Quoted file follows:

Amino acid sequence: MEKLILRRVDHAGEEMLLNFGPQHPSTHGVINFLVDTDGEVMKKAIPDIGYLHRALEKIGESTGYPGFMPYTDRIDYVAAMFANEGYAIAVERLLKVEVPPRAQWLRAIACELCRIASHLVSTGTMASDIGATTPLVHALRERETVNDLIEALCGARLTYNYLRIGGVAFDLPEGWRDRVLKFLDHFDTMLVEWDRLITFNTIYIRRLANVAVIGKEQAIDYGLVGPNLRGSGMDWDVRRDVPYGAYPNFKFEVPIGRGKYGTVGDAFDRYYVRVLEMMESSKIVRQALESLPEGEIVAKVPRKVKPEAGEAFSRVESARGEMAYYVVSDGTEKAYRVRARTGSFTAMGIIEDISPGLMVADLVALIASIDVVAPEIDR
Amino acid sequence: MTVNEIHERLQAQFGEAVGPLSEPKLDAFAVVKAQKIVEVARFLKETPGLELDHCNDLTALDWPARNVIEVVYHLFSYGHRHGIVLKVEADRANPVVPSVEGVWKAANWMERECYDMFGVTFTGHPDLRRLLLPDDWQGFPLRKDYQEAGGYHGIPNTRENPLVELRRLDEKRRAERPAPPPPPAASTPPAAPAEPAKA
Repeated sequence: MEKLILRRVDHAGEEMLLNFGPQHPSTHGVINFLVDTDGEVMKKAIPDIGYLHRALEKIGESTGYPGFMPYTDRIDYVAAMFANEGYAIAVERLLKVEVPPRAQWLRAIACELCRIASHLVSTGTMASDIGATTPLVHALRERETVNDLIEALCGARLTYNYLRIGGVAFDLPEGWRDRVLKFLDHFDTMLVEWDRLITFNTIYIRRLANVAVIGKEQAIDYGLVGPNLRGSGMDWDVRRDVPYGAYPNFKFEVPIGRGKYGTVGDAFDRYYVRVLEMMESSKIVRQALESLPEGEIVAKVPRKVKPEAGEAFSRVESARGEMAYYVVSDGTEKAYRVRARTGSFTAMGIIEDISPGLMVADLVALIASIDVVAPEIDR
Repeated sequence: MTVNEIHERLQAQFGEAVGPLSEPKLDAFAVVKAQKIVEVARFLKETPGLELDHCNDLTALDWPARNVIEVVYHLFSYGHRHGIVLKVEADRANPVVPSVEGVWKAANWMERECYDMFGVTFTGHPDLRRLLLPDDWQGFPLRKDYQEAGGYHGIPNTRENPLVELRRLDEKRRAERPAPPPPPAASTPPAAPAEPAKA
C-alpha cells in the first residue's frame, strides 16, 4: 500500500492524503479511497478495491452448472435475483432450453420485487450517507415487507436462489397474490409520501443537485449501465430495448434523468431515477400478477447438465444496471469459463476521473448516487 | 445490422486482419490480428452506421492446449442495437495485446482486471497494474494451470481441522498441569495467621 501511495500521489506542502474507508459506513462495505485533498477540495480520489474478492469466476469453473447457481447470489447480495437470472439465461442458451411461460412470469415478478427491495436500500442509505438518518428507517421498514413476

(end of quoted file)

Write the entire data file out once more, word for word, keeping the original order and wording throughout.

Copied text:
Amino acid sequence: MEKLILRRVDHAGEEMLLNFGPQHPSTHGVINFLVDTDGEVMKKAIPDIGYLHRALEKIGESTGYPGFMPYTDRIDYVAAMFANEGYAIAVERLLKVEVPPRAQWLRAIACELCRIASHLVSTGTMASDIGATTPLVHALRERETVNDLIEALCGARLTYNYLRIGGVAFDLPEGWRDRVLKFLDHFDTMLVEWDRLITFNTIYIRRLANVAVIGKEQAIDYGLVGPNLRGSGMDWDVRRDVPYGAYPNFKFEVPIGRGKYGTVGDAFDRYYVRVLEMMESSKIVRQALESLPEGEIVAKVPRKVKPEAGEAFSRVESARGEMAYYVVSDGTEKAYRVRARTGSFTAMGIIEDISPGLMVADLVALIASIDVVAPEIDR
Amino acid sequence: MTVNEIHERLQAQFGEAVGPLSEPKLDAFAVVKAQKIVEVARFLKETPGLELDHCNDLTALDWPARNVIEVVYHLFSYGHRHGIVLKVEADRANPVVPSVEGVWKAANWMERECYDMFGVTFTGHPDLRRLLLPDDWQGFPLRKDYQEAGGYHGIPNTRENPLVELRRLDEKRRAERPAPPPPPAASTPPAAPAEPAKA
Repeated sequence: MEKLILRRVDHAGEEMLLNFGPQHPSTHGVINFLVDTDGEVMKKAIPDIGYLHRALEKIGESTGYPGFMPYTDRIDYVAAMFANEGYAIAVERLLKVEVPPRAQWLRAIACELCRIASHLVSTGTMASDIGATTPLVHALRERETVNDLIEALCGARLTYNYLRIGGVAFDLPEGWRDRVLKFLDHFDTMLVEWDRLITFNTIYIRRLANVAVIGKEQAIDYGLVGPNLRGSGMDWDVRRDVPYGAYPNFKFEVPIGRGKYGTVGDAFDRYYVRVLEMMESSKIVRQALESLPEGEIVAKVPRKVKPEAGEAFSRVESARGEMAYYVVSDGTEKAYRVRARTGSFTAMGIIEDISPGLMVADLVALIASIDVVAPEIDR
Repeated sequence: MTVNEIHERLQAQFGEAVGPLSEPKLDAFAVVKAQKIVEVARFLKETPGLELDHCNDLTALDWPARNVIEVVYHLFSYGHRHGIVLKVEADRANPVVPSVEGVWKAANWMERECYDMFGVTFTGHPDLRRLLLPDDWQGFPLRKDYQEAGGYHGIPNTRENPLVELRRLDEKRRAERPAPPPPPAASTPPAAPAEPAKA
C-alpha cells in the first residue's frame, strides 16, 4: 500500500492524503479511497478495491452448472435475483432450453420485487450517507415487507436462489397474490409520501443537485449501465430495448434523468431515477400478477447438465444496471469459463476521473448516487 | 445490422486482419490480428452506421492446449442495437495485446482486471497494474494451470481441522498441569495467621 501511495500521489506542502474507508459506513462495505485533498477540495480520489474478492469466476469453473447457481447470489447480495437470472439465461442458451411461460412470469415478478427491495436500500442509505438518518428507517421498514413476